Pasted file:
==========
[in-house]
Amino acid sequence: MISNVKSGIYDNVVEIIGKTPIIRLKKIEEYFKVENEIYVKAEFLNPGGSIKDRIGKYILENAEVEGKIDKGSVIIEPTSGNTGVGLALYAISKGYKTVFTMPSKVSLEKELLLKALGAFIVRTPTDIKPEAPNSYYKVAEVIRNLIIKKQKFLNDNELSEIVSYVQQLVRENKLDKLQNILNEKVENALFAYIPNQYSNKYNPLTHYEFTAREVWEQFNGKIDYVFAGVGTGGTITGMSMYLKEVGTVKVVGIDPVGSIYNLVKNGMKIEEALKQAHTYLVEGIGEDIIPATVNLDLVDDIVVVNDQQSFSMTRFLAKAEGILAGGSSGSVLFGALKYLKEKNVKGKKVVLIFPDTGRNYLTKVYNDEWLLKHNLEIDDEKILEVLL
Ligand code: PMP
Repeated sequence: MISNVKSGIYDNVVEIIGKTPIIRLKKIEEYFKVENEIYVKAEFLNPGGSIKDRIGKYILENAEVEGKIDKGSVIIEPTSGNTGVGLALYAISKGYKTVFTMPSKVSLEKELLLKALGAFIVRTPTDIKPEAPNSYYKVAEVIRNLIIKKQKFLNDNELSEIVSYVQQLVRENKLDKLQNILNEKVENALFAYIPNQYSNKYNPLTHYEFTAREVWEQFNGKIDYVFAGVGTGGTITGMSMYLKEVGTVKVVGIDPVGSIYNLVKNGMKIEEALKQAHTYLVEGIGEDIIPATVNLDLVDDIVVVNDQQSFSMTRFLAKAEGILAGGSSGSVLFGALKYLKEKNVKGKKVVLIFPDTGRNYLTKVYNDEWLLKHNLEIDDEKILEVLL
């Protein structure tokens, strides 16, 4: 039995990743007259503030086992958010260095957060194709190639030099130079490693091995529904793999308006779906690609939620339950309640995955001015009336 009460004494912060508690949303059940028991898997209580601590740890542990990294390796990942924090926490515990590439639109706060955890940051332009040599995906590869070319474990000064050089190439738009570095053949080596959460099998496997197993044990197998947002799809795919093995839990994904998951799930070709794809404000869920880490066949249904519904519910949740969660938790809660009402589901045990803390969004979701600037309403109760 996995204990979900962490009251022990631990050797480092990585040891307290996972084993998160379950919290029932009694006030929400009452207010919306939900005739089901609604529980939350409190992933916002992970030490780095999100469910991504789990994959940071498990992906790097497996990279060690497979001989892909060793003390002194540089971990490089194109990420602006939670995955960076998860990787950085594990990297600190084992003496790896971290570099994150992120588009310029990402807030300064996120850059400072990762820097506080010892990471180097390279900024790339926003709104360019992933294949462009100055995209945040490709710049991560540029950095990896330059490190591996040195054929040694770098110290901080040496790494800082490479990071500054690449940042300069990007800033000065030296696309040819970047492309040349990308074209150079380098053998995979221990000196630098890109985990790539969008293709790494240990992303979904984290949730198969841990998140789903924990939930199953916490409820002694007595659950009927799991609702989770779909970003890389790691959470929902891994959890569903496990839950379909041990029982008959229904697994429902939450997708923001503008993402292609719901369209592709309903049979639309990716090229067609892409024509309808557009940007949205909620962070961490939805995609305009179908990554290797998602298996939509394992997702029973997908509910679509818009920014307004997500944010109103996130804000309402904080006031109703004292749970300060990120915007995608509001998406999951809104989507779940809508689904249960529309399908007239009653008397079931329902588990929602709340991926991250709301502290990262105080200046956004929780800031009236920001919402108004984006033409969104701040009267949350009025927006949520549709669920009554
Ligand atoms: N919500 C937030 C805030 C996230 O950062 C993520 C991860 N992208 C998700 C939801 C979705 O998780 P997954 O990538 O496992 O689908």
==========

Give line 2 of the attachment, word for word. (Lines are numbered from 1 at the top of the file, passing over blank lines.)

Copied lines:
Amino acid sequence: MISNVKSGIYDNVVEIIGKTPIIRLKKIEEYFKVENEIYVKAEFLNPGGSIKDRIGKYILENAEVEGKIDKGSVIIEPTSGNTGVGLALYAISKGYKTVFTMPSKVSLEKELLLKALGAFIVRTPTDIKPEAPNSYYKVAEVIRNLIIKKQKFLNDNELSEIVSYVQQLVRENKLDKLQNILNEKVENALFAYIPNQYSNKYNPLTHYEFTAREVWEQFNGKIDYVFAGVGTGGTITGMSMYLKEVGTVKVVGIDPVGSIYNLVKNGMKIEEALKQAHTYLVEGIGEDIIPATVNLDLVDDIVVVNDQQSFSMTRFLAKAEGILAGGSSGSVLFGALKYLKEKNVKGKKVVLIFPDTGRNYLTKVYNDEWLLKHNLEIDDEKILEVLL